Leave Tomorrow Behind
The Orphaned Worlds
The Dead of Winter
The Deliverance of Evil
The Diamond Deep
Cox, Christopher R
A Good Death
The Osiris Curse
Luther: The Calling
The Heretic with David Drake
The Best Horror of the Year: Volume One
The Best Horror of the Year: Volume Two
The Best Horror of the Year: Volume Three
The Best Horror of the Year: Volume Four
The Best Horror of the Year: Volume Five
Blood and other cravings
De Feo, Ronald
Calling Mr King
Dobbyn, John F
The Year’s Best Science Fiction: Twenty-Seventh Annual Collection
The Year’s Best Science Fiction Twenty-Eighth Annual Collection
The Year’s Best Science Fiction Twenty-Ninth Annual Collection
The Year’s Best Science Fiction Thirtieth Annual Collection
Dozois, Gardner & Martin, George R. R.
Songs of the Dying Earth: Stories in Honor of Jack Vance
Songs of Love and Death
Draine, Betsy and Michael Hinden
The Body in Bodega Bay
By Blood We Live
The October Killings
The Frozen Shroud
Ellison, J T
Edge of Black
The Devil Delivered and other tales
Evans, Mary Anna
Feist, Raymond E.
A Kingdom Besieged
The Guild of Xenolinguists
Foster, Alan Dean
Abaddon’s Gate written under the pseudonym James S. A. Corey with Daniel Abraham
Caliban’s War written under the pseudonym James S. A. Corey with Daniel Abraham
Leviathan Wakes written under the pseudonym James S. A. Corey with Daniel Abraham
The Cold Nowhere
Don’t Ever Get Old
Gates,Jaym and Liptak, Andrew (editors)
The Dinosaur Feather
The Twilight of Lake Woebegotten
The Black Opera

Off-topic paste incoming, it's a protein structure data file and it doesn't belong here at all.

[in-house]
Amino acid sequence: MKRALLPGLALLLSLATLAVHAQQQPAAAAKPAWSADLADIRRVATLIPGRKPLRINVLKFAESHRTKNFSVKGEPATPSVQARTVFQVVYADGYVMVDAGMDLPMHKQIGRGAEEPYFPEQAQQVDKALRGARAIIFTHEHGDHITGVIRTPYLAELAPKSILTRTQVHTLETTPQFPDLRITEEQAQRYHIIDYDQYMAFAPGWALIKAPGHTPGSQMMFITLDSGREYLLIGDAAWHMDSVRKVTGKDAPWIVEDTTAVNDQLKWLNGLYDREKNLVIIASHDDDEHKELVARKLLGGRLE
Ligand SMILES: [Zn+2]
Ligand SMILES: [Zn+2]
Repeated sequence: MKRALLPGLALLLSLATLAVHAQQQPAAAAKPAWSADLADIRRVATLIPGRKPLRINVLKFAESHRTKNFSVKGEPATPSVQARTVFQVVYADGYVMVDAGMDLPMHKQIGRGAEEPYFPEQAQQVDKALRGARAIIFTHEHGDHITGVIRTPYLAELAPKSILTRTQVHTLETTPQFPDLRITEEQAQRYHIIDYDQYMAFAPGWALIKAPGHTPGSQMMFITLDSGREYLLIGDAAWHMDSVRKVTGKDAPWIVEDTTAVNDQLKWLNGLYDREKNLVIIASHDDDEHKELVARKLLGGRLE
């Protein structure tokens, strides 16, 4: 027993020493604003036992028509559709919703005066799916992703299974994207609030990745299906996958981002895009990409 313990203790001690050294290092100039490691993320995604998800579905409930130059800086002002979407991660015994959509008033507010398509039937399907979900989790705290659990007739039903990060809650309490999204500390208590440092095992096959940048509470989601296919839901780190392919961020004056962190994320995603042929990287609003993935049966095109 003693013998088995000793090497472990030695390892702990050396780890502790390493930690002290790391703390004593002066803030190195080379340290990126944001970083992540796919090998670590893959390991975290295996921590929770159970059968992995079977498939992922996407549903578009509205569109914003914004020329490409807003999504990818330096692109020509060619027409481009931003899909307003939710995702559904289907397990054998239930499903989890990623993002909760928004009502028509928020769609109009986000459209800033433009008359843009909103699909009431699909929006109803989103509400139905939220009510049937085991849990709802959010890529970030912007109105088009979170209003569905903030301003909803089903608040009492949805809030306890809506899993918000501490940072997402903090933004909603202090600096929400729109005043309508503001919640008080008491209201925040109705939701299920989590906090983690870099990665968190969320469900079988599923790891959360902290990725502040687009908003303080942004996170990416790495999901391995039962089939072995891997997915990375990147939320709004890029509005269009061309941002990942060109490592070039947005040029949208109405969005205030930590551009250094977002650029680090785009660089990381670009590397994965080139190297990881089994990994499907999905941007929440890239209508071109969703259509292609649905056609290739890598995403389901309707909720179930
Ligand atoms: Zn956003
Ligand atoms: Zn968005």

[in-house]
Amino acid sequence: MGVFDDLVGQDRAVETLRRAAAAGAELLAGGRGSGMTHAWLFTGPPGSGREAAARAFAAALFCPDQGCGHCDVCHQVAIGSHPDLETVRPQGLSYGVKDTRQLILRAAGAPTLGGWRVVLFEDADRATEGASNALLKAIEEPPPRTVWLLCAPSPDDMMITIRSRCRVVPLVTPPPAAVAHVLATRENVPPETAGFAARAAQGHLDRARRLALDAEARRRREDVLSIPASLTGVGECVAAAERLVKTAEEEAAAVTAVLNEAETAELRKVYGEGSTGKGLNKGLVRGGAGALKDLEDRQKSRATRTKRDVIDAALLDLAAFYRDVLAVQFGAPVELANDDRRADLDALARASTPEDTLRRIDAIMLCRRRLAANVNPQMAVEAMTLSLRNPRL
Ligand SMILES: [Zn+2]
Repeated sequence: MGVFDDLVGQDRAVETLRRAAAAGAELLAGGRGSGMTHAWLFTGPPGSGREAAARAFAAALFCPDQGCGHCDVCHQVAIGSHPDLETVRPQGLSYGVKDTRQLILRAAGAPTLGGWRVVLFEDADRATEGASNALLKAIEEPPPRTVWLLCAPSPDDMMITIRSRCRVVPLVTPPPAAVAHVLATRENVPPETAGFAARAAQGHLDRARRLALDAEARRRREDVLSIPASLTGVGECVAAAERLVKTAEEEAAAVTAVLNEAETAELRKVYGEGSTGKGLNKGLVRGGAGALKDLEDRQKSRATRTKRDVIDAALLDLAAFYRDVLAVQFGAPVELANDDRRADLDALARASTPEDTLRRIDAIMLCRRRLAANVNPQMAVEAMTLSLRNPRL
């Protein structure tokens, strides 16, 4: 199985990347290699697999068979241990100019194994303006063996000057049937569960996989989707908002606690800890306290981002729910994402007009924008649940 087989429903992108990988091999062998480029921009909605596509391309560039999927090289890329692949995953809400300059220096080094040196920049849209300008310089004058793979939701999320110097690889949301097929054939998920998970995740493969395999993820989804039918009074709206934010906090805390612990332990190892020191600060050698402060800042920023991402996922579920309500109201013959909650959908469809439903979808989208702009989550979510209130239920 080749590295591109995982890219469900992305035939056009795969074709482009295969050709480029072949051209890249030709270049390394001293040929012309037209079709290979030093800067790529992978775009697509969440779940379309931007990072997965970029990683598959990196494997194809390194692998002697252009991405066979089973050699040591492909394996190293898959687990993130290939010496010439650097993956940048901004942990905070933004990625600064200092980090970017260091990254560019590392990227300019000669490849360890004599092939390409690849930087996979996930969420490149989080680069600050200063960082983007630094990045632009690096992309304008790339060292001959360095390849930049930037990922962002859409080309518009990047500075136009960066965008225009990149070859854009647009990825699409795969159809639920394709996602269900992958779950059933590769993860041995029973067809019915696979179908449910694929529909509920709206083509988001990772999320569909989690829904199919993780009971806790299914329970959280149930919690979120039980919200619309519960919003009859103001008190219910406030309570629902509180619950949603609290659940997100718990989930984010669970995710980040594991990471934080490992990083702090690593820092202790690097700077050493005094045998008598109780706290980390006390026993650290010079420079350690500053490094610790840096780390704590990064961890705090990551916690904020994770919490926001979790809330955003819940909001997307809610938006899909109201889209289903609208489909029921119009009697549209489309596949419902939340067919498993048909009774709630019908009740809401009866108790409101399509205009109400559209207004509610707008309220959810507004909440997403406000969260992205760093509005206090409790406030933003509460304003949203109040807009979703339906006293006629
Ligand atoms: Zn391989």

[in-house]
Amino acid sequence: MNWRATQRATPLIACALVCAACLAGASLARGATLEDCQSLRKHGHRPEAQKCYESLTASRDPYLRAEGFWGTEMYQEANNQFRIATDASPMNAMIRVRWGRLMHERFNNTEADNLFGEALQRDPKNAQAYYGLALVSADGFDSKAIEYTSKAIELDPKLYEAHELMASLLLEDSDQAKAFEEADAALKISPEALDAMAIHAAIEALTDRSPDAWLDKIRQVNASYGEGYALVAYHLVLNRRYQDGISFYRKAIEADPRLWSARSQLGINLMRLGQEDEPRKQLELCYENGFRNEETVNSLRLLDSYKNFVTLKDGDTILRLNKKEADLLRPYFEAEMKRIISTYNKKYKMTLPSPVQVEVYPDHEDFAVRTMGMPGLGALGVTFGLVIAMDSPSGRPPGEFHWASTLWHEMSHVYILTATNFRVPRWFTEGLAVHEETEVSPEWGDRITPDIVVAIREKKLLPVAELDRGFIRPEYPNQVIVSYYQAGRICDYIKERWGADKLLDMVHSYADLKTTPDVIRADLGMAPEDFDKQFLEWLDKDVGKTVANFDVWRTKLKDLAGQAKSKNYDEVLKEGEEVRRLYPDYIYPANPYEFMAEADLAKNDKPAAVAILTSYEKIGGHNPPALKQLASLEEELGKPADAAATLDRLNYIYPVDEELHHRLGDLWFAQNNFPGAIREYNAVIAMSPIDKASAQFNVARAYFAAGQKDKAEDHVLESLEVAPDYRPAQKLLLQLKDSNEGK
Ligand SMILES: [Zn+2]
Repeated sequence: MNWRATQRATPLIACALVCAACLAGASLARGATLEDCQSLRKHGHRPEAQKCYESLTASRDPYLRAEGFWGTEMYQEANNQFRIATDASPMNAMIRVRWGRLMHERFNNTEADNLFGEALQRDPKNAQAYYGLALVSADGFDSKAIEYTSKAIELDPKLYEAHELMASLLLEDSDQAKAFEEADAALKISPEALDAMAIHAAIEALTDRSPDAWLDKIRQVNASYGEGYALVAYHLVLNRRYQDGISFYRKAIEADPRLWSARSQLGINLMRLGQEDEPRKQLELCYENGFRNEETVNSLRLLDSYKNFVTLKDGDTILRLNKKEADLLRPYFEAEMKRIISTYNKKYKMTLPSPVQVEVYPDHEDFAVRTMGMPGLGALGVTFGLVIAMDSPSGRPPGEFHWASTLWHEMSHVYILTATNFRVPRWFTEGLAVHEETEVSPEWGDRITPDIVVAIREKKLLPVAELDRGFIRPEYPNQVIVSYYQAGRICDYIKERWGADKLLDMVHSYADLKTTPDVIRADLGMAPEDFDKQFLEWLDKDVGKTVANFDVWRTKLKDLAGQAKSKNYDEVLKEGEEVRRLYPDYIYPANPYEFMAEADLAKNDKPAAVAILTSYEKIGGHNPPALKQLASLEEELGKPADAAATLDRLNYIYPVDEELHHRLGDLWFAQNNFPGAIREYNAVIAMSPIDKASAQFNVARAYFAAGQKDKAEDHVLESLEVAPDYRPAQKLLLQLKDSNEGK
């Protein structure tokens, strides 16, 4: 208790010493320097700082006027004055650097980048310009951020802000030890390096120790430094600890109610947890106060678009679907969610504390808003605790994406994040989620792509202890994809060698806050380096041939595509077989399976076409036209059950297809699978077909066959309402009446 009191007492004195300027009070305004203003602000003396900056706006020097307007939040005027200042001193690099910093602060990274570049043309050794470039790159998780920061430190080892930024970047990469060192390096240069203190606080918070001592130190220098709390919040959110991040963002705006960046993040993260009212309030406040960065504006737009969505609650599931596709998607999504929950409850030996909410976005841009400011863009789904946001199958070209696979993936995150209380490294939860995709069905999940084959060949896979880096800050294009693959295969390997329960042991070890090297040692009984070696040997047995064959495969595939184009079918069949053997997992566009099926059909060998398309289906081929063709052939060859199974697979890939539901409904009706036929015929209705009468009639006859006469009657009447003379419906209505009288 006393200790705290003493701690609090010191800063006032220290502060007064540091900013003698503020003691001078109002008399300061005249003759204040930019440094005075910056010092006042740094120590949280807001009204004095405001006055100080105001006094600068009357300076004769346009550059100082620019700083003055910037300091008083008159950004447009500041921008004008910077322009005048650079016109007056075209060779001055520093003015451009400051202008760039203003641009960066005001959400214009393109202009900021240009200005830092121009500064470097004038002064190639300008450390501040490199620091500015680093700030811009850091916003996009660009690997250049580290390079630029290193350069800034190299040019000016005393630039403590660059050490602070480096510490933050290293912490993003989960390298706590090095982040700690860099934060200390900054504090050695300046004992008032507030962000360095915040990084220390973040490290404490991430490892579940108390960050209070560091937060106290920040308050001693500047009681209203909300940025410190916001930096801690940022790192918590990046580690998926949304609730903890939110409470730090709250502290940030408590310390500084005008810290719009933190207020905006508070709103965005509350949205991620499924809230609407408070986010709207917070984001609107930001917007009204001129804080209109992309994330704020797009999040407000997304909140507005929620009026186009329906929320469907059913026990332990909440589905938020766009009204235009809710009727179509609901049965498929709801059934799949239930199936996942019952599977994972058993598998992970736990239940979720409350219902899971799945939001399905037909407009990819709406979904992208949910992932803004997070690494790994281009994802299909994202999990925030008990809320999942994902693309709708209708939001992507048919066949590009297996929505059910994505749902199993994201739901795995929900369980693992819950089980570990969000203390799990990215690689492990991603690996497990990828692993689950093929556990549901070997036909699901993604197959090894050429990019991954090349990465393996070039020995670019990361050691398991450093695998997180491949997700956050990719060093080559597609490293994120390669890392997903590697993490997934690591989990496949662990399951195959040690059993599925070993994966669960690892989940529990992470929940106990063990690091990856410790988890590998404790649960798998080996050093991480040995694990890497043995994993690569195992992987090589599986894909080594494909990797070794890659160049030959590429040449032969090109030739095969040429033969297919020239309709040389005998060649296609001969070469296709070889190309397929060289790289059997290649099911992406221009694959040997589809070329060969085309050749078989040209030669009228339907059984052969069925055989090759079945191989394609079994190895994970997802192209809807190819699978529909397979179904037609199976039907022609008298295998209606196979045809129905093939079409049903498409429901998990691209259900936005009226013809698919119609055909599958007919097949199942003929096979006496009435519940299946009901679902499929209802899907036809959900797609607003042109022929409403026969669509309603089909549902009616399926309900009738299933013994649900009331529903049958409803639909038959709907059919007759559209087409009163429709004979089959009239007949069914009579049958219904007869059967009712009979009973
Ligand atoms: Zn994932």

The Gingerbread House
Gevers, Nick & Lake, Jay
Gevers, Nick & Halpern, Marty
Is Anybody Out There?
The Deal: About Face
Two Serpents Rise
The Uncertain Places
Gordon, Jerry & Broaddus, Maurice
Dark Faith: Invocations
Greatshell, Walter (who also writes under the pseudonym W G Marshall)
Green, Simon R.
For Heaven’s Eyes Only
Greenberg, Martin H & Hughes, Kerrie
Gregson, J M
Cry of the Children
Need You Now
Shadows of Justice
Halpern, Marty & Gevers, Nick
Is Anybody Out There?
Bride of the Rat God
Hamilton, Peter F
Great North Road
The Coal Black Asphalt Tomb
The Undead Pool
Harrison, M John
Empty Space: A Haunting
The Innocence Game
Havill, Steven F
The Dead Women of Juarez
My Lady of the Bog
Under a Silent Moon
Helms, E Michael
Hensley, J J
The Secret of Crickley Hall
Higashino, Keigo 東野 圭吾 (translated by Alexander O Smith)
Salvation of a Saint
Hinden, Michael and Draine, Betsy
The Body in Bodega Bay
The Curious Case of the Clockwork Man
The Expedition to the Mountains of the Moon
A Red Sun Also Rises
The Return of the Discontinued Man
The Secret of Abdu El Yezdi
Sexton Blake and the Silent Thunder Caper
The Strange Affair of Spring Heeled Jack
The Last Kind Word
Champagne: The Farewell
Hughes, Kerrie & Greenberg, Martin H
Hull, Elizabeth Anne (as editor)
Tell No Lies
The Last Page
Irvine, Alexander C.
Irwin, Stephen M.
The Dead Path
An Unattended Death
Season of Darkness
Jeter, K W
The Second-Last Woman in England
Close Your Eyes (written with his mother Iris Johansen)
Johnson, Eugene and Sizemore, Jason
At the Mouth of the River of Bees